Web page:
This delightful Latin American import will capture young imaginations. One night the world splits in two with a loud crack. An elephant finds himself with only his front half. He looks in vain for his other half, but finds that all the animals are missing their back halves. They try and join together with hilariously unsuccessful results and then decide there are advantages to the situation. The elephant's tail doesn't itch because he doesn't have a tail, and so on. The animals on the other side of the world have only their back halves and experience the same problems. When the world comes back together, so do the animals—well, not exactly! The animals are made from cleverly constructed digitized images of pieces of junk and old tools like old worn-out boards, fan blades, springs, etc. The giraffe's neck is a yellow tape measure and the crocodile's mouth is an old saw blade. A centipede with feet made from ceramic hooks is particularly fetching. The outrageously silly combinations of animals with surprisingly realistic expressions will appeal to children, who will instantly pick out the humorous details. A simple yet subtle conceit proving art and stories can come from anywhere. Teachers might find the book a useful springboard for art projects.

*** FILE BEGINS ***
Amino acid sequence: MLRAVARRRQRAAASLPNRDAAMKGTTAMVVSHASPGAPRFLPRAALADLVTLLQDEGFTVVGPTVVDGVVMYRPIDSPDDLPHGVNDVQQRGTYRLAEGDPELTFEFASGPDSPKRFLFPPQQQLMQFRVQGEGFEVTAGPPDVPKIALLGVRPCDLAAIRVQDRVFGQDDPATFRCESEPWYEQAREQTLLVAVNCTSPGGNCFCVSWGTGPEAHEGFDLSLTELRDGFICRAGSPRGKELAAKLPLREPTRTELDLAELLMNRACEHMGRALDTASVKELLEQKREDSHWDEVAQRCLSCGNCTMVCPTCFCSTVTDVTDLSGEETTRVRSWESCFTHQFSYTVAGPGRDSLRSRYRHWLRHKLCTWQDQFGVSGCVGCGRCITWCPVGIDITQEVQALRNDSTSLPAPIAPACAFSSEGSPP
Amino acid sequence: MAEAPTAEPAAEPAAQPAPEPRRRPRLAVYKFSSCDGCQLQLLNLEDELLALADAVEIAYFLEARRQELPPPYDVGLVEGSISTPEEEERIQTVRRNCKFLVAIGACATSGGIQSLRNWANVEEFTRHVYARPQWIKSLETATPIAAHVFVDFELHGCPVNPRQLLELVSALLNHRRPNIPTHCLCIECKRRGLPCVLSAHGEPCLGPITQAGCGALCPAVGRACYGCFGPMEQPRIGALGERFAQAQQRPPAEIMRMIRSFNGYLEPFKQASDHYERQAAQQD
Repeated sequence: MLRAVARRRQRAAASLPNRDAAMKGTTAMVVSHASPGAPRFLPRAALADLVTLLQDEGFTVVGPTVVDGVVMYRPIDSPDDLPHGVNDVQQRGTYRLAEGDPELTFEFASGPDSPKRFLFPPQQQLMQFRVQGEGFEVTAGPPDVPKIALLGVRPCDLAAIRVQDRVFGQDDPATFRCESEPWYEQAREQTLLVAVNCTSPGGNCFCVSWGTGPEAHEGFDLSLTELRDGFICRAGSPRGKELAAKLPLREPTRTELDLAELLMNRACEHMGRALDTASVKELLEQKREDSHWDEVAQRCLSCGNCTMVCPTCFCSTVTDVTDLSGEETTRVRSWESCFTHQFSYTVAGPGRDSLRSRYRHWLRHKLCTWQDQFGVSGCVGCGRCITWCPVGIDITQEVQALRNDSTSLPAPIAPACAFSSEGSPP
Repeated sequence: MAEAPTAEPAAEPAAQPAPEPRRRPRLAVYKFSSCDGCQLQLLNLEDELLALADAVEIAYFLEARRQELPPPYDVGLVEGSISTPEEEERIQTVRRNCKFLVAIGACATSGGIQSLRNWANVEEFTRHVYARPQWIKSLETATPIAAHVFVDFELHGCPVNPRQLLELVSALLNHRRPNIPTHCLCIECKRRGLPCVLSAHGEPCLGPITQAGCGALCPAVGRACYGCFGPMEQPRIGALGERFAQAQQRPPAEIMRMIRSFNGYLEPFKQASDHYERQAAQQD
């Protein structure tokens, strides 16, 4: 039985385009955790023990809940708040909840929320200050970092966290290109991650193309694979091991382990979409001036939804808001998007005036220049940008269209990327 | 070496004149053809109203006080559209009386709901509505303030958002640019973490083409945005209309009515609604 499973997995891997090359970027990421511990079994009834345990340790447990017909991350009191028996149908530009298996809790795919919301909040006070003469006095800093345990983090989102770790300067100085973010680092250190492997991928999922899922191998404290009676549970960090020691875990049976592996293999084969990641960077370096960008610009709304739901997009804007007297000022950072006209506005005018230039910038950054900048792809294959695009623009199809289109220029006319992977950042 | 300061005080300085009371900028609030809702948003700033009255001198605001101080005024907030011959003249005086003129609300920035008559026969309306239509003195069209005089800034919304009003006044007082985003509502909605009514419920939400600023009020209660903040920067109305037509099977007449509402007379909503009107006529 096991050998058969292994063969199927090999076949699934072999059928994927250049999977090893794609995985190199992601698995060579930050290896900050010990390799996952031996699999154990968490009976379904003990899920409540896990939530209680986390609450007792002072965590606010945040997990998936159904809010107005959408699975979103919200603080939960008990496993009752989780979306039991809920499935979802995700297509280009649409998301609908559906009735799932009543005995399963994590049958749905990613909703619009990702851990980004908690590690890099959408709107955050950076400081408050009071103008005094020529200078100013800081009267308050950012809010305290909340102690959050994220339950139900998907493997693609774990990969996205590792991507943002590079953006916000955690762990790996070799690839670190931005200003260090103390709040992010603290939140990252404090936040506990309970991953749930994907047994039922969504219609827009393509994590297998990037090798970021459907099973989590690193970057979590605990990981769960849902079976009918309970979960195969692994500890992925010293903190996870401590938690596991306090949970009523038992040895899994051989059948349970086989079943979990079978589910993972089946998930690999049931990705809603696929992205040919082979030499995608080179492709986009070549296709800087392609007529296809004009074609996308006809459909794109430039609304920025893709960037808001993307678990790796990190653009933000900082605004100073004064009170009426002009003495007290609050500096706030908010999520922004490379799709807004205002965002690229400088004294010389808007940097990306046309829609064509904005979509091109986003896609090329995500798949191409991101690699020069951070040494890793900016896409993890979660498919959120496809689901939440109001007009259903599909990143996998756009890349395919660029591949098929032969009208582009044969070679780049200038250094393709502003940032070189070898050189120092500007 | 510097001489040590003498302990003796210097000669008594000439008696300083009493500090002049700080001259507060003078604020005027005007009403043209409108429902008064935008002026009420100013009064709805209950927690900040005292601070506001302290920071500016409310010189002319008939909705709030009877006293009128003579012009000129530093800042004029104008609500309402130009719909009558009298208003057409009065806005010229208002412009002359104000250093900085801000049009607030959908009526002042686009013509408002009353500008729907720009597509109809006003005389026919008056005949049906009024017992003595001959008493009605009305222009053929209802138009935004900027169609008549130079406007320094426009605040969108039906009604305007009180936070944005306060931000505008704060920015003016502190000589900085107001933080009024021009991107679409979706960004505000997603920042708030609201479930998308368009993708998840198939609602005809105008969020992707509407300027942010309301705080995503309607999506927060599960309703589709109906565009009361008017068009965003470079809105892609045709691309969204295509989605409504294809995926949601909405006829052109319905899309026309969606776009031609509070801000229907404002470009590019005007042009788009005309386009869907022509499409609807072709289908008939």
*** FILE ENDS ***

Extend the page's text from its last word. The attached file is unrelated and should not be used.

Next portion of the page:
School Library Journal